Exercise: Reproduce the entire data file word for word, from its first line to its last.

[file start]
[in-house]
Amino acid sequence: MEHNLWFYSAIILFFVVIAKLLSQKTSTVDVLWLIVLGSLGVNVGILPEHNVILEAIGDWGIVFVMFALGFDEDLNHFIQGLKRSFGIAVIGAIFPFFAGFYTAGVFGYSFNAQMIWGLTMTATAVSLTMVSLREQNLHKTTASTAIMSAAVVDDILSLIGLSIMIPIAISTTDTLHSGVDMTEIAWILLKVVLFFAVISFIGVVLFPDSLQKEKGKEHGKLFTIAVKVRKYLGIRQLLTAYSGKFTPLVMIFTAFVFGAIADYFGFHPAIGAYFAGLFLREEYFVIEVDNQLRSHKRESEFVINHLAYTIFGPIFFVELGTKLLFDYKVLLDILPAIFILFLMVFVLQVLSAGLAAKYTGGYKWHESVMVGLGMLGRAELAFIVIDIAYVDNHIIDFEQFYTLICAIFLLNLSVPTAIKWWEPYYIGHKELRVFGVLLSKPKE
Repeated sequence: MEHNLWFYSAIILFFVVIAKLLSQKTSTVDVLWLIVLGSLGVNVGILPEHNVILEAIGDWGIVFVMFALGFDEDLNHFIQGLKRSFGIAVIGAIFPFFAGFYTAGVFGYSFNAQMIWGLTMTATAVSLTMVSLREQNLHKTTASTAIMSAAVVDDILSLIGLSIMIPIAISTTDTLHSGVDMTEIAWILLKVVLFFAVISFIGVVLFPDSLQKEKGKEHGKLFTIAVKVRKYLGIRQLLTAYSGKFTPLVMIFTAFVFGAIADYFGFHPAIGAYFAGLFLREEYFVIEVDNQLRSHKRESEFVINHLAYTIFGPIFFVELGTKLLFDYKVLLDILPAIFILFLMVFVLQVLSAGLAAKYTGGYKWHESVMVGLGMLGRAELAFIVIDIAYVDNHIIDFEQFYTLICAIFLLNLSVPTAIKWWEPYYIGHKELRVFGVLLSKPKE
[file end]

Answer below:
[in-house]
Amino acid sequence: MEHNLWFYSAIILFFVVIAKLLSQKTSTVDVLWLIVLGSLGVNVGILPEHNVILEAIGDWGIVFVMFALGFDEDLNHFIQGLKRSFGIAVIGAIFPFFAGFYTAGVFGYSFNAQMIWGLTMTATAVSLTMVSLREQNLHKTTASTAIMSAAVVDDILSLIGLSIMIPIAISTTDTLHSGVDMTEIAWILLKVVLFFAVISFIGVVLFPDSLQKEKGKEHGKLFTIAVKVRKYLGIRQLLTAYSGKFTPLVMIFTAFVFGAIADYFGFHPAIGAYFAGLFLREEYFVIEVDNQLRSHKRESEFVINHLAYTIFGPIFFVELGTKLLFDYKVLLDILPAIFILFLMVFVLQVLSAGLAAKYTGGYKWHESVMVGLGMLGRAELAFIVIDIAYVDNHIIDFEQFYTLICAIFLLNLSVPTAIKWWEPYYIGHKELRVFGVLLSKPKE
Repeated sequence: MEHNLWFYSAIILFFVVIAKLLSQKTSTVDVLWLIVLGSLGVNVGILPEHNVILEAIGDWGIVFVMFALGFDEDLNHFIQGLKRSFGIAVIGAIFPFFAGFYTAGVFGYSFNAQMIWGLTMTATAVSLTMVSLREQNLHKTTASTAIMSAAVVDDILSLIGLSIMIPIAISTTDTLHSGVDMTEIAWILLKVVLFFAVISFIGVVLFPDSLQKEKGKEHGKLFTIAVKVRKYLGIRQLLTAYSGKFTPLVMIFTAFVFGAIADYFGFHPAIGAYFAGLFLREEYFVIEVDNQLRSHKRESEFVINHLAYTIFGPIFFVELGTKLLFDYKVLLDILPAIFILFLMVFVLQVLSAGLAAKYTGGYKWHESVMVGLGMLGRAELAFIVIDIAYVDNHIIDFEQFYTLICAIFLLNLSVPTAIKWWEPYYIGHKELRVFGVLLSKPKE